Employers often take a kitchen sink approach to drafting employment contracts. They bargain for excessive protection, no matter how junior or administrative the employee. However, in seeking such protection, they sometimes get none at all.
Probationary periods: There is no implied right to a probationary period. That is, unless a contract provides for it, it simply does not exist. Even having been dealt such an easy hand, many employers still get this wrong. It is not enough to refer to an employee as probationary. The contract must state that the employee can be fired for any reason, without pay or notice, during the probationary period. Otherwise, don’t refer to a probationary period at all.
Severance provisions: The courts still permit employers to pay dismissed employees less than what is fair. If a contract clearly permits termination upon payment of only statutory requirements, there is no right to severance, no matter how long or meritorious the employee’s tenure. There is only a right to get what the contract says. However, so many of these clauses are unenforceable because of how they were drafted. In a recent Ontario case where the contract allowed dismissal “as determined by” provincial legislation, the contract did not prevent the employee from suing for more because it was not drafted in a manner that excluded paying more, despite that intention.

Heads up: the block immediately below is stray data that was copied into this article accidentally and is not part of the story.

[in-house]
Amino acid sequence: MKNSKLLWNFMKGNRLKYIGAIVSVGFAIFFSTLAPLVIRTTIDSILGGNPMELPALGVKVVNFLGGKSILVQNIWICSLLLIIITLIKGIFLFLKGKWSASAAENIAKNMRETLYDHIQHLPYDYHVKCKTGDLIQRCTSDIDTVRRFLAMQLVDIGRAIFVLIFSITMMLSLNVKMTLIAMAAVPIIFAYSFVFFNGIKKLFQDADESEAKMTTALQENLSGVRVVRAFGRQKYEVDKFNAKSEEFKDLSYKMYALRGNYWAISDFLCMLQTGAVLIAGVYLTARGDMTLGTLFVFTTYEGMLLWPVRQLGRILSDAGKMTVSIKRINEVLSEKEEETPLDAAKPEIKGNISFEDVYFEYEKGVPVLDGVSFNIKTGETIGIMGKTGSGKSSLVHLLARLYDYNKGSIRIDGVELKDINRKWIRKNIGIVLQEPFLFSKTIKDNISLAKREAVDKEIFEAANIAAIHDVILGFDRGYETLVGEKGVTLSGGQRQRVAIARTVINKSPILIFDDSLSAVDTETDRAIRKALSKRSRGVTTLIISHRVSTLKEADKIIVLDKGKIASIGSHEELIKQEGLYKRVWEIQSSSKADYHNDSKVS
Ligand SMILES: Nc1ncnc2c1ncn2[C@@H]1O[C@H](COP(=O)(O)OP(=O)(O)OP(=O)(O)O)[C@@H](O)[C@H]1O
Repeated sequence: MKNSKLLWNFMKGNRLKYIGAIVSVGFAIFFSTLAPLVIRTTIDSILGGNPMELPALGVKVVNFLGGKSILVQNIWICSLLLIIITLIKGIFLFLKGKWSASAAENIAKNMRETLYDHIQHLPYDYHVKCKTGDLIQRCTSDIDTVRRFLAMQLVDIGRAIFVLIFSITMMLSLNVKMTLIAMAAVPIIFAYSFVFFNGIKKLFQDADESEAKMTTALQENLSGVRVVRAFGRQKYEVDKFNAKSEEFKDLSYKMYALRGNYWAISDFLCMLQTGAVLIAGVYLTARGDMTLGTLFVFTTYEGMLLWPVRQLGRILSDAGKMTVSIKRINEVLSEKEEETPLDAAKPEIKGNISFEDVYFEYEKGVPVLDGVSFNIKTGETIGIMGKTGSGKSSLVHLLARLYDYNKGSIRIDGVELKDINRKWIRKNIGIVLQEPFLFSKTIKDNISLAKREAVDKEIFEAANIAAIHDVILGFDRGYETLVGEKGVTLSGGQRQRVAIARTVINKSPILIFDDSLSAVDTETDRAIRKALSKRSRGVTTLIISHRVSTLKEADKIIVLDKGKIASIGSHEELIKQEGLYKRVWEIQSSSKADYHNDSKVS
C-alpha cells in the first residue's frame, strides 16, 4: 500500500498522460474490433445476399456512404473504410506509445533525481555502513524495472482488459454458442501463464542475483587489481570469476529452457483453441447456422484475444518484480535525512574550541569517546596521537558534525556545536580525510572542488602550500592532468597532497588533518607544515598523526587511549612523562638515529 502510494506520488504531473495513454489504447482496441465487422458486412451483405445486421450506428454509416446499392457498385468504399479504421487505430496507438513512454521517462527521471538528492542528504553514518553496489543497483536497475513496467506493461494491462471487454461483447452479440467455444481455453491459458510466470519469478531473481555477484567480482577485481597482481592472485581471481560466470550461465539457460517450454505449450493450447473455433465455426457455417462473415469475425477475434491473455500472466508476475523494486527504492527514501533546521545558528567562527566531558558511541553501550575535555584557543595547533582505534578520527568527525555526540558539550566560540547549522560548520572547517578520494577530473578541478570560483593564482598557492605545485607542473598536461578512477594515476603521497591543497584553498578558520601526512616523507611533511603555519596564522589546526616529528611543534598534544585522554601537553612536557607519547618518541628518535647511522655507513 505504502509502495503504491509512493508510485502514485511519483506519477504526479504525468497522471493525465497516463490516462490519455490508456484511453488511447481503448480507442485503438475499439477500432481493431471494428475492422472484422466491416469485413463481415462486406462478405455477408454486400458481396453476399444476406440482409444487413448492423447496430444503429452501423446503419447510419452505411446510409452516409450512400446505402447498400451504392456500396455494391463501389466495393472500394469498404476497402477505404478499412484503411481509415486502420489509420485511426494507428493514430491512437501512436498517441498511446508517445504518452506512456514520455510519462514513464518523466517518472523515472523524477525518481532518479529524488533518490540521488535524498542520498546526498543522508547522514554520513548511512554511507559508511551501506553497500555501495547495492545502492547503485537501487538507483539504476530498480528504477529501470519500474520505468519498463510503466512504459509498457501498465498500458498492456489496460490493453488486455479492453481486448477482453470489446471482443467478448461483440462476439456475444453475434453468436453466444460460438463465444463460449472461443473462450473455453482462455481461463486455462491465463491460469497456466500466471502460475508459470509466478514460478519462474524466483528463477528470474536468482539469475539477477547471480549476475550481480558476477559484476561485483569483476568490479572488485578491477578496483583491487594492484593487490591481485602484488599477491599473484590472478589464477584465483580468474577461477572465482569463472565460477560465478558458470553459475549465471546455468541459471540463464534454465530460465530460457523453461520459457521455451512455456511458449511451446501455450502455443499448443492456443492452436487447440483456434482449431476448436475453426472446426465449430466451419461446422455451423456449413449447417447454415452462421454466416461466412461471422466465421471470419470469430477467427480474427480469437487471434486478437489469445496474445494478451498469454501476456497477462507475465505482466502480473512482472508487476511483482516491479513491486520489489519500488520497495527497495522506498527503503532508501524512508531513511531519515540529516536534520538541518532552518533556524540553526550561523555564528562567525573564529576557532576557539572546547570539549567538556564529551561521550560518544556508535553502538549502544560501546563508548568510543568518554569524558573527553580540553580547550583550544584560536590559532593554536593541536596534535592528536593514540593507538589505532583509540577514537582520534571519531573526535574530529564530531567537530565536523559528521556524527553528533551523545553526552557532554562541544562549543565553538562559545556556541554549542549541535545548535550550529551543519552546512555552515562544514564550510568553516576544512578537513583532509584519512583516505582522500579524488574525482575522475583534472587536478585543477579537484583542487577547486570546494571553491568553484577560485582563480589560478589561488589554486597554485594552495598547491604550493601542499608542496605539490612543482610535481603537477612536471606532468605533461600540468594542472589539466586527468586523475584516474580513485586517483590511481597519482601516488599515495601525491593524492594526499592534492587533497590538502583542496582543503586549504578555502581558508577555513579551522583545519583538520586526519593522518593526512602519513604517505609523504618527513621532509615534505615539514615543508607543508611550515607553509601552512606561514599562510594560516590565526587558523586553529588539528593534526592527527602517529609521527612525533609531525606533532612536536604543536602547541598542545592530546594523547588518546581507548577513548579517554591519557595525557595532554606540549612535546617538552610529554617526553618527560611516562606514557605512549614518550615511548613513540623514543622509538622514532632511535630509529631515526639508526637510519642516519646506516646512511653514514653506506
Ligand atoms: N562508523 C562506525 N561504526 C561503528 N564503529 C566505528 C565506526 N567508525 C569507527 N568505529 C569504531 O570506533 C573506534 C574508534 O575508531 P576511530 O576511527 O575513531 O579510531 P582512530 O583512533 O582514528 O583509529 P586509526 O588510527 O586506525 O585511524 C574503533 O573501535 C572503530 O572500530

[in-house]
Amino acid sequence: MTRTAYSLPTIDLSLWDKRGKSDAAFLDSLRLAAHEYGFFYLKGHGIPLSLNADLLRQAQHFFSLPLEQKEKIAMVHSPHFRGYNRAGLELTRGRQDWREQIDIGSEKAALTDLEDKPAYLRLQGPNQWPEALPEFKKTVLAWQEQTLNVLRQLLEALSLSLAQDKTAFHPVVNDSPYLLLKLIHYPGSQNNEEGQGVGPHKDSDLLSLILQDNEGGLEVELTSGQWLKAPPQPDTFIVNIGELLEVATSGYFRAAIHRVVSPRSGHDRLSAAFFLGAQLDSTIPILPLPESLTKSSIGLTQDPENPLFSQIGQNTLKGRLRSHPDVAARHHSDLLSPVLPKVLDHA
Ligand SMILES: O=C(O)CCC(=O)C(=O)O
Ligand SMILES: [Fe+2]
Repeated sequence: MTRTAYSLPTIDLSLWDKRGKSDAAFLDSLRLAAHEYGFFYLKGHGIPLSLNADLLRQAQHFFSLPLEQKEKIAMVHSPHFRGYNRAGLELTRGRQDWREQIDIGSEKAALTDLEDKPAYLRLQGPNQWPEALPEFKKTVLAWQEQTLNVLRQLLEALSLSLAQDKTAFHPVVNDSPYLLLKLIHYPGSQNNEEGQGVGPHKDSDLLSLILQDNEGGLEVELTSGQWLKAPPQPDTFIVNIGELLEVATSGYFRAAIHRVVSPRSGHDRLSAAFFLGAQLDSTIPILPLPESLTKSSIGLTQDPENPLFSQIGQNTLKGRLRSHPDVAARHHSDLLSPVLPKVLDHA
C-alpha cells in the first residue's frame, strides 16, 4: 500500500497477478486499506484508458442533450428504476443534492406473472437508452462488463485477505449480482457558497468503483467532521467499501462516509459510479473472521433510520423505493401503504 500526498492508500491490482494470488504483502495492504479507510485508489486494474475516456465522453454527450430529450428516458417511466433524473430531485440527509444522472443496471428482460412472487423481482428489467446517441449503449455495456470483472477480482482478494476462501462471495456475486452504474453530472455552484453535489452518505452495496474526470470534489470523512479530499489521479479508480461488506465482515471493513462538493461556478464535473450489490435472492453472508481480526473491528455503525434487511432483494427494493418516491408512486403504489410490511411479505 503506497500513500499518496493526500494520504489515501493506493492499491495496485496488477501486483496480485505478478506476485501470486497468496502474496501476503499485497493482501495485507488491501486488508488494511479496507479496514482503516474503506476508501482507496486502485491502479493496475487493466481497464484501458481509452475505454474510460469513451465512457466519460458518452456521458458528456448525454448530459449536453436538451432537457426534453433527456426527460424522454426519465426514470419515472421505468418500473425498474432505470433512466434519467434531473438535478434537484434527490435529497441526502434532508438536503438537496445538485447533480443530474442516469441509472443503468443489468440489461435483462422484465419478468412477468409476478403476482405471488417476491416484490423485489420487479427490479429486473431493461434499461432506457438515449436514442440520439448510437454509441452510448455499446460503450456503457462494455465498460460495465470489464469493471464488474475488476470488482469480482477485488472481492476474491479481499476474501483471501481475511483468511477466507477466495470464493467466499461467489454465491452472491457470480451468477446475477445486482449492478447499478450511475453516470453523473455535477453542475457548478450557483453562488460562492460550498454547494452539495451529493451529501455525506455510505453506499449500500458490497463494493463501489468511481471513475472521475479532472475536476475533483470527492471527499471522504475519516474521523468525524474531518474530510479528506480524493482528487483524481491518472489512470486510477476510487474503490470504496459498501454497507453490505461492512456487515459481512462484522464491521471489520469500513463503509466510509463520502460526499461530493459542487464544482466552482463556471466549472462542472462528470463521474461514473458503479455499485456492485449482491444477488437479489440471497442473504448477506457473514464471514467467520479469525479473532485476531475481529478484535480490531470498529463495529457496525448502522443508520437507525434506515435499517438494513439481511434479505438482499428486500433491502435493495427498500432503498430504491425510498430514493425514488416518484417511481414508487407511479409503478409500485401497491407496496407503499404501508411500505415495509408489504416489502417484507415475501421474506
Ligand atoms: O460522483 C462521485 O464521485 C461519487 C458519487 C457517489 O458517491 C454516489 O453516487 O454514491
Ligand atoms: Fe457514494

Constructive dismissal: Pay cuts, demotions, changed responsibilities or changed geographic location can amount to a dismissal, unless a contract says otherwise. But to protect an employer against a constructive dismissal suit, the contract must provide that these “changes” have been contemplated and were specifically accepted by the employee. Many contracts don’t, and an employee who is upset at the prospects of a revised job can suddenly resign and then sue.
Reference to policy manual: For a policy manual to form a “term” of employment, it is not enough to refer to the existence of the company’s manual in the contract. The manual must be attached to the contract, and the contract must confirm that the employee has read the manual and accepts it as part of the terms of the contract.
Resignation: If an employee who has resigned with notice is asked to leave immediately, the employee is generally entitled to pay for the remaining period of notice given. While most contracts set the period of advance notice required, few provide that if the employee is then asked to immediately leave, he or she will not be entitled to further payment.
Restrictive covenants: Courts have always held that post-employment restrictions are void unless they are absolutely required and drafted in a manner that meets a “reasonable” standard. Despite the importance of getting this right, many employers miserably fail. Don’t leave drafting contracts to beginners or chance.
– Daniel A. Lublin is an employment lawyer with the law firm Whitten & Lublin LLP. Reach him at firstname.lastname@example.org